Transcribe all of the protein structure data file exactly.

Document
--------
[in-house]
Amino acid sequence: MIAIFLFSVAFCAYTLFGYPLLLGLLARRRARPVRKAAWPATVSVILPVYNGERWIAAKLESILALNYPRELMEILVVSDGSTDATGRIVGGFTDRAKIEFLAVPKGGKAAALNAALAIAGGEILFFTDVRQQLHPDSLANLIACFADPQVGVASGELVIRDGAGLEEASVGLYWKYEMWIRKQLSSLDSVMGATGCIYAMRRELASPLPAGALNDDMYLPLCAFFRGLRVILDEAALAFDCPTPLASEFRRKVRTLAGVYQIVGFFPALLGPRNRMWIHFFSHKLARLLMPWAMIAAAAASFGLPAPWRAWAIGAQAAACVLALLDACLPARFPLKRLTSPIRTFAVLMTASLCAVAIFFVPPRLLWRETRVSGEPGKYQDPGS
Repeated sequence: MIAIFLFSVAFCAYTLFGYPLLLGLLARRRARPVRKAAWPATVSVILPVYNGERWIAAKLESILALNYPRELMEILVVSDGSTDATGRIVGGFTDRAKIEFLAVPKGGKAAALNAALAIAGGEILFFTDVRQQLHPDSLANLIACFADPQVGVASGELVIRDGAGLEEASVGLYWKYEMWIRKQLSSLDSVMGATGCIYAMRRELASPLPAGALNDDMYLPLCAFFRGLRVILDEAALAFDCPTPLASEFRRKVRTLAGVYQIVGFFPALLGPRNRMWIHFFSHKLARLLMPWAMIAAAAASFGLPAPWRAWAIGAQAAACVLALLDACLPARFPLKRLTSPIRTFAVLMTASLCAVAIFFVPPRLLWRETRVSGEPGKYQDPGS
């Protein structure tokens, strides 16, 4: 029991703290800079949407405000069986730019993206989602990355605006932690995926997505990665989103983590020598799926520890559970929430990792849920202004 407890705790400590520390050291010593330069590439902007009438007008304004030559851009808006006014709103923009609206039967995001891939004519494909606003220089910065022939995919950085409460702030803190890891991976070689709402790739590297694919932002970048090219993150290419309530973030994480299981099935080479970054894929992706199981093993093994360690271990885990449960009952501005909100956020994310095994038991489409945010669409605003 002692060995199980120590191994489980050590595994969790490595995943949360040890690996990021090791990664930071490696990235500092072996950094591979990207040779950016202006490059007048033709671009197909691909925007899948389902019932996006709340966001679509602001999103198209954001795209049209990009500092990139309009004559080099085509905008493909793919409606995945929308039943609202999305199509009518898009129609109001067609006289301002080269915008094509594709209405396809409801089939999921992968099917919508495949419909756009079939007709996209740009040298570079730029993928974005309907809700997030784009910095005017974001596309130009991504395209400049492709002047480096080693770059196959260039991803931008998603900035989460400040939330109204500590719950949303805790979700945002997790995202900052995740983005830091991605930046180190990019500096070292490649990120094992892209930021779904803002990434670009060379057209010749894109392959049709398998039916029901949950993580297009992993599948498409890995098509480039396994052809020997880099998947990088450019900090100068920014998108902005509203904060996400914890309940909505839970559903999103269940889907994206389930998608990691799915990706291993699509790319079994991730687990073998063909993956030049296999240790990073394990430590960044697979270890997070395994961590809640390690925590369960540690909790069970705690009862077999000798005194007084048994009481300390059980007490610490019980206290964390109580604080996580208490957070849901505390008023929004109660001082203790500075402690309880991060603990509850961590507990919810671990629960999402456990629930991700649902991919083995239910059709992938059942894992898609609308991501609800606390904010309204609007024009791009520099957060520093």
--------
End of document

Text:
[in-house]
Amino acid sequence: MIAIFLFSVAFCAYTLFGYPLLLGLLARRRARPVRKAAWPATVSVILPVYNGERWIAAKLESILALNYPRELMEILVVSDGSTDATGRIVGGFTDRAKIEFLAVPKGGKAAALNAALAIAGGEILFFTDVRQQLHPDSLANLIACFADPQVGVASGELVIRDGAGLEEASVGLYWKYEMWIRKQLSSLDSVMGATGCIYAMRRELASPLPAGALNDDMYLPLCAFFRGLRVILDEAALAFDCPTPLASEFRRKVRTLAGVYQIVGFFPALLGPRNRMWIHFFSHKLARLLMPWAMIAAAAASFGLPAPWRAWAIGAQAAACVLALLDACLPARFPLKRLTSPIRTFAVLMTASLCAVAIFFVPPRLLWRETRVSGEPGKYQDPGS
Repeated sequence: MIAIFLFSVAFCAYTLFGYPLLLGLLARRRARPVRKAAWPATVSVILPVYNGERWIAAKLESILALNYPRELMEILVVSDGSTDATGRIVGGFTDRAKIEFLAVPKGGKAAALNAALAIAGGEILFFTDVRQQLHPDSLANLIACFADPQVGVASGELVIRDGAGLEEASVGLYWKYEMWIRKQLSSLDSVMGATGCIYAMRRELASPLPAGALNDDMYLPLCAFFRGLRVILDEAALAFDCPTPLASEFRRKVRTLAGVYQIVGFFPALLGPRNRMWIHFFSHKLARLLMPWAMIAAAAASFGLPAPWRAWAIGAQAAACVLALLDACLPARFPLKRLTSPIRTFAVLMTASLCAVAIFFVPPRLLWRETRVSGEPGKYQDPGS
């Protein structure tokens, strides 16, 4: 029991703290800079949407405000069986730019993206989602990355605006932690995926997505990665989103983590020598799926520890559970929430990792849920202004 407890705790400590520390050291010593330069590439902007009438007008304004030559851009808006006014709103923009609206039967995001891939004519494909606003220089910065022939995919950085409460702030803190890891991976070689709402790739590297694919932002970048090219993150290419309530973030994480299981099935080479970054894929992706199981093993093994360690271990885990449960009952501005909100956020994310095994038991489409945010669409605003 002692060995199980120590191994489980050590595994969790490595995943949360040890690996990021090791990664930071490696990235500092072996950094591979990207040779950016202006490059007048033709671009197909691909925007899948389902019932996006709340966001679509602001999103198209954001795209049209990009500092990139309009004559080099085509905008493909793919409606995945929308039943609202999305199509009518898009129609109001067609006289301002080269915008094509594709209405396809409801089939999921992968099917919508495949419909756009079939007709996209740009040298570079730029993928974005309907809700997030784009910095005017974001596309130009991504395209400049492709002047480096080693770059196959260039991803931008998603900035989460400040939330109204500590719950949303805790979700945002997790995202900052995740983005830091991605930046180190990019500096070292490649990120094992892209930021779904803002990434670009060379057209010749894109392959049709398998039916029901949950993580297009992993599948498409890995098509480039396994052809020997880099998947990088450019900090100068920014998108902005509203904060996400914890309940909505839970559903999103269940889907994206389930998608990691799915990706291993699509790319079994991730687990073998063909993956030049296999240790990073394990430590960044697979270890997070395994961590809640390690925590369960540690909790069970705690009862077999000798005194007084048994009481300390059980007490610490019980206290964390109580604080996580208490957070849901505390008023929004109660001082203790500075402690309880991060603990509850961590507990919810671990629960999402456990629930991700649902991919083995239910059709992938059942894992898609609308991501609800606390904010309204609007024009791009520099957060520093």